Last week, the finance minister took a smart U-turn on petroleum prices by not passing the full benefit of oil prices fall to consumers, and he did it innovatively by adjusting the petroleum levy (PL) while fixing the GST at 17 percent. The upward limit of PL, in the budget presented by Miftah in April 18, increased to Rs 30 per liter for diesel (HSD) and petrol (Mogas) - earlier the limits were Rs 8 and Rs 10, respectively.
Asad Umar in opposition was against higher taxation on petroleum; but now being at the hot seat, the ground realities seem to have hit him hard. This will not only increase the overall tax collection but also has enhanced the federal government net revenue potential, as PL is not part of the divisible pool.
Petroleum prices in Pakistan are at discount to the neighboring oil importing countries. It is good to adjust the pricing to narrow the gap. It is a myth that petroleum consumption is inelastic; historic data suggest that petroleum consumption for transportation increases with low prices and vice versa.
The smart move is lauded by analysts and economists. He needs to take more such U-turns for the betterment of the country. A much-needed step is to deal with the ailing public sector entities (PSEs). Asad's view is to not privatise the loss-making companies as the government might not get the right price. The apparent plan is to reform the bleeding PSEs to profit-making entities and then decide on exiting, if at all.
The other reason for not going all out on privatizing the ailing companies is to safeguard the existing employees as private hands may end up being ruthless on the inefficient workforce in bleeding PSEs. That is not an optimal solution as the burden of non-performing few thousands PSEs employees is falling on to the rest of 200 million plus population. Why protect political appointees of the previous regimes at the cost of economy?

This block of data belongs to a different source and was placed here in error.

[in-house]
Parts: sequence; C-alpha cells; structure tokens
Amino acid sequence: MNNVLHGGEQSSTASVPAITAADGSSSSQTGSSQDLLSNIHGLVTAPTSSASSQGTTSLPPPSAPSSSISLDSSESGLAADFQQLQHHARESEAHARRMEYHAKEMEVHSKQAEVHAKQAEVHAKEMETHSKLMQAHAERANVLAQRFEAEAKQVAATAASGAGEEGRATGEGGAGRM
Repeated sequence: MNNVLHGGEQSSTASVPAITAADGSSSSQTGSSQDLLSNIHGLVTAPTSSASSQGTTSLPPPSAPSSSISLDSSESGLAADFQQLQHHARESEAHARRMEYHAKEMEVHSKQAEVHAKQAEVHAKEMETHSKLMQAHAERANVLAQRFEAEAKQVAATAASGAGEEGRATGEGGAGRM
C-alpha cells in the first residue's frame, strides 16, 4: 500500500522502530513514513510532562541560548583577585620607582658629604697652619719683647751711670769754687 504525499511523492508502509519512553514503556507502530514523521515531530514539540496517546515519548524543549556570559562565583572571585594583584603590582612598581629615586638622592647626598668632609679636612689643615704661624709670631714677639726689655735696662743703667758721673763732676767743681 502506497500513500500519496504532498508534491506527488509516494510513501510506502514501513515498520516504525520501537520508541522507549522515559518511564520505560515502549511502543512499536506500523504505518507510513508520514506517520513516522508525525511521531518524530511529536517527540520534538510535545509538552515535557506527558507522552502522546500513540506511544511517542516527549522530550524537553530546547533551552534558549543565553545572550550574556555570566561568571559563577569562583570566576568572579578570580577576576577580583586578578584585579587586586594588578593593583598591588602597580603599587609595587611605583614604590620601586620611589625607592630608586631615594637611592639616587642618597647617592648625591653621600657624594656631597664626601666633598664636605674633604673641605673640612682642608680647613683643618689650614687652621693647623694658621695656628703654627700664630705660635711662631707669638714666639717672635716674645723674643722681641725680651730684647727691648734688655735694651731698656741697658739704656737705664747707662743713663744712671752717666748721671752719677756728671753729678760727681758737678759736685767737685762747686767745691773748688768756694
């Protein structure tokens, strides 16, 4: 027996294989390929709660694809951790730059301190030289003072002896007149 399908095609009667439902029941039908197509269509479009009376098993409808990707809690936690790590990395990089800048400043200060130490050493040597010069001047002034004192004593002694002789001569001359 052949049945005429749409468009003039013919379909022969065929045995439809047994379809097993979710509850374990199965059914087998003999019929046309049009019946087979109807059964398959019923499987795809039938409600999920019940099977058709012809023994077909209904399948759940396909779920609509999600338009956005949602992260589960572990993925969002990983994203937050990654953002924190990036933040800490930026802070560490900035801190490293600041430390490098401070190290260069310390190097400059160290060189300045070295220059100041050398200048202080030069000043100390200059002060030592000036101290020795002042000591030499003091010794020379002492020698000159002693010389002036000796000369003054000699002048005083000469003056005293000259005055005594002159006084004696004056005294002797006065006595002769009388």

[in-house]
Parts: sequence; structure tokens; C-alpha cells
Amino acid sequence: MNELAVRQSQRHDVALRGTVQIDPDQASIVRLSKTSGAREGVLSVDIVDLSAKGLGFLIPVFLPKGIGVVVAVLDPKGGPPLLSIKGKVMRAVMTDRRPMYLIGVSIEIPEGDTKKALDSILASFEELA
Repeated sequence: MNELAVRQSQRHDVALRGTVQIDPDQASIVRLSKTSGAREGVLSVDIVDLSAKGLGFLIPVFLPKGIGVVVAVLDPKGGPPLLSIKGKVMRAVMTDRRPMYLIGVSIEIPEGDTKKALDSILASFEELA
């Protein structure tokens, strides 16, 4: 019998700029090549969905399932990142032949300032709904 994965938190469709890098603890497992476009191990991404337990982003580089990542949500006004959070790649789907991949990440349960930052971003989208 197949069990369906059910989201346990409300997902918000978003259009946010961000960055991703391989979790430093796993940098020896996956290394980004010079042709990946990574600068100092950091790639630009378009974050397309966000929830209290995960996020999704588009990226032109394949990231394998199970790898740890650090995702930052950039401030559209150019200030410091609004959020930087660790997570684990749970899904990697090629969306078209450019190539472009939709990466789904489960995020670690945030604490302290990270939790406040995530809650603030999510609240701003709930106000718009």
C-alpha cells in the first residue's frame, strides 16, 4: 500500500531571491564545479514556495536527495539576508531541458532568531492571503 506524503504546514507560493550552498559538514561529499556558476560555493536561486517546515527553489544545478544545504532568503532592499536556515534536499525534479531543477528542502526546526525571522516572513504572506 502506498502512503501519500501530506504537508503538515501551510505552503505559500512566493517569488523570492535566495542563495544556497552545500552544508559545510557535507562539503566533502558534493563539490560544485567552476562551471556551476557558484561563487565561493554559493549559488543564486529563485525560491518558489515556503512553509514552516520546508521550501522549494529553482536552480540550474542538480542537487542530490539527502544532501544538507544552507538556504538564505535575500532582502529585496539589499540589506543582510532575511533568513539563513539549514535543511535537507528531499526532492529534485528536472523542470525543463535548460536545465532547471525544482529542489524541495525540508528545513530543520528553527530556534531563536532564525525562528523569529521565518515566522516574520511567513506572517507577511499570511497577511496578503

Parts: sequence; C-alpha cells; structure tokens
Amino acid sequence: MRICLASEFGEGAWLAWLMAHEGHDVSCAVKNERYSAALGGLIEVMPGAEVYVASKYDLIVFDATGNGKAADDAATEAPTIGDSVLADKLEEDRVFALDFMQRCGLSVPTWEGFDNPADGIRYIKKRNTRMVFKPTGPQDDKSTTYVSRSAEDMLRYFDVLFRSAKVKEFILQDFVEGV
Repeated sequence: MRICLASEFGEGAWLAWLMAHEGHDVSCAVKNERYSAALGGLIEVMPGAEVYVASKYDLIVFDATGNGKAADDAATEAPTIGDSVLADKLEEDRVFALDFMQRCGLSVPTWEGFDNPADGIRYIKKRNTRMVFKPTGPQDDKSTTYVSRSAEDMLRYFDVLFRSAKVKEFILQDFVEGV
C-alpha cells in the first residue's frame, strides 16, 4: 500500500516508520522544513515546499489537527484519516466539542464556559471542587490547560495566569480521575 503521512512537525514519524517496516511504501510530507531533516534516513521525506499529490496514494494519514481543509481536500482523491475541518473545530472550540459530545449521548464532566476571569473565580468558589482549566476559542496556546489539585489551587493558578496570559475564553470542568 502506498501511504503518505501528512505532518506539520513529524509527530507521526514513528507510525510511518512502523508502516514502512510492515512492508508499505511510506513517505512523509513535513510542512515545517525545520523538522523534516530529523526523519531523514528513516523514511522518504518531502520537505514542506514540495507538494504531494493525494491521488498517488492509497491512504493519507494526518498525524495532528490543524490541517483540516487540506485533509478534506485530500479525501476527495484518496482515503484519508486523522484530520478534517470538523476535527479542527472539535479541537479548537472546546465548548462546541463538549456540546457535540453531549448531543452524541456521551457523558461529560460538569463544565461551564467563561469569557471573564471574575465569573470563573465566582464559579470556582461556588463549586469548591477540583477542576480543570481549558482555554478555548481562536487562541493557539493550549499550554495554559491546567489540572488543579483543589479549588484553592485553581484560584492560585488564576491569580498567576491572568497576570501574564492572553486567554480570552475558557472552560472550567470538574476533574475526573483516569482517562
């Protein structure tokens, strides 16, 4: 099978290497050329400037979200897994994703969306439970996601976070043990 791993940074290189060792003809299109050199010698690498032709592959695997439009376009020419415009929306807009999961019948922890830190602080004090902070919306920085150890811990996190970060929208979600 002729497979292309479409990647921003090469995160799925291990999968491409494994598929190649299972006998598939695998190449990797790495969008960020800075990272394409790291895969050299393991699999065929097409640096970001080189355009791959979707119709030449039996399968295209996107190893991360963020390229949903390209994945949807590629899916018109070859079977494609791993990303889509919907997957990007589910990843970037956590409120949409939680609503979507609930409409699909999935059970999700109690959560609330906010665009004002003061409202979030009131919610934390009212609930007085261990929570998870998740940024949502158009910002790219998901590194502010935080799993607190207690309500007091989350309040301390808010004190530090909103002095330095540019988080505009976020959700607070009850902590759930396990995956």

The idea floated by the PTI economic team is to have strong and effective independent boards to the likes of Khazana and other East Asian models. The thinking is to do asset stripping and use proceeds from better yielding assets to transform the ailing assets. On paper, this seems a superb idea; but living in a country with host of capacity and governance issues, it may be a pipedream. And seeing the performance of PTI government in the past five months, the chances of failure are much higher than success.
The argument presented for transforming the ailing PSEs is that in many countries, in the last few decades, public sector entities have thrived - like the case of China, Middle Eastern and East Asian economies. In virtually all of these economies, authoritarian regimes led to the success of the PSEs with many rules and regulations compromised in the process.
The weak and fragmented democracies in countries like Pakistan have huge governance challenges in managing the businesses in government domain. That is why in India and some Latin American countries, for example, it is hard to find successful examples of government running businesses. The cherry on top, is the accountability fear in Pakistan that has and will continue to hinder quick and smooth decision-making imperative for running a successful business.